Report on McDonald Islands (Australia) — 10 August-16 August 2005
Smithsonian / US Geological Survey Weekly Volcanic Activity Report, 10 August-16 August 2005
Managing Editor: Gari Mayberry
Please cite this report as:
Global Volcanism Program, 2005. Report on McDonald Islands (Australia). In: Mayberry, G (ed.), Weekly Volcanic Activity Report, 10 August-16 August 2005. Smithsonian Institution and US Geological Survey.
53.03°S, 72.6°E; summit elev. 230 m
All times are local (unless otherwise noted)
The Darwin VAAC issued a precautionary advisory on 10 August warning pilots of the possible presence of low-level ash near McDonald Island. The advisory was based on a press release made by the Australian Minister for the Environment and Heritage, the parent agent of the Australian Antarctic Division. The press release discussed a hotspot at McDonald Island that was visible on satellite imagery on 12 July. The Darwin VAAC did not see ash in satellite imagery.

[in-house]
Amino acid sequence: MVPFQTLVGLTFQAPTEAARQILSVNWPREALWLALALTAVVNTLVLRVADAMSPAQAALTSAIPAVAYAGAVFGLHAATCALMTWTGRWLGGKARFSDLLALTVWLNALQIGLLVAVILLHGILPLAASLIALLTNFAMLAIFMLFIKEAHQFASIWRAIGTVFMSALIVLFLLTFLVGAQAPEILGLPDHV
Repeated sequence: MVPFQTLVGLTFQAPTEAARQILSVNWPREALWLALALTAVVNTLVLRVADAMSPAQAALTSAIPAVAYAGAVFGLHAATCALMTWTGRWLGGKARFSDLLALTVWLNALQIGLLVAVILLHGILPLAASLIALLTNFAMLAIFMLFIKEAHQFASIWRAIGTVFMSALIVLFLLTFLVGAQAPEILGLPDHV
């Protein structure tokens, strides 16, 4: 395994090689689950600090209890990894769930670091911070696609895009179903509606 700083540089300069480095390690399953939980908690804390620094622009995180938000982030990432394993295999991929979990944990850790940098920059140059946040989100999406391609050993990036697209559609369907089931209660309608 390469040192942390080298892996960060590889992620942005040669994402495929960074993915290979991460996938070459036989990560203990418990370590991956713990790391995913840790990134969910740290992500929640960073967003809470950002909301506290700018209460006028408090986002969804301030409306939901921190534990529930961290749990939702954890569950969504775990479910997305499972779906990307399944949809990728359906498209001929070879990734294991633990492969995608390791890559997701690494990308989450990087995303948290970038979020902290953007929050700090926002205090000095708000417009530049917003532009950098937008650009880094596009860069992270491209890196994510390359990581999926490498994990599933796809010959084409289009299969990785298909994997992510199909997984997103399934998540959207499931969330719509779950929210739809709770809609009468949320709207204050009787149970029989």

Geologic Background. Historical eruptions have greatly modified the morphology of the McDonald Islands, located on the Kerguelen Plateau about 75 km W of Heard Island. The largest island, McDonald, is composed of a layered phonolitic tuff plateau cut by phonolitic dikes and lava domes. A possible nearby active submarine center was inferred from phonolitic pumice that washed up on Heard Island in 1992. Volcanic plumes were observed in December 1996 and January 1997 from McDonald Island. During March of 1997 the crew of a vessel that sailed near the island noted vigorous steaming from a vent on the N side of the island along with possible pyroclastic deposits and lava flows. A satellite image taken in November 2001 showed the island to have more than doubled in area since previous reported observations in November 2000. The high point of the island group had shifted to the McDonald's N end, which had merged with Flat Island.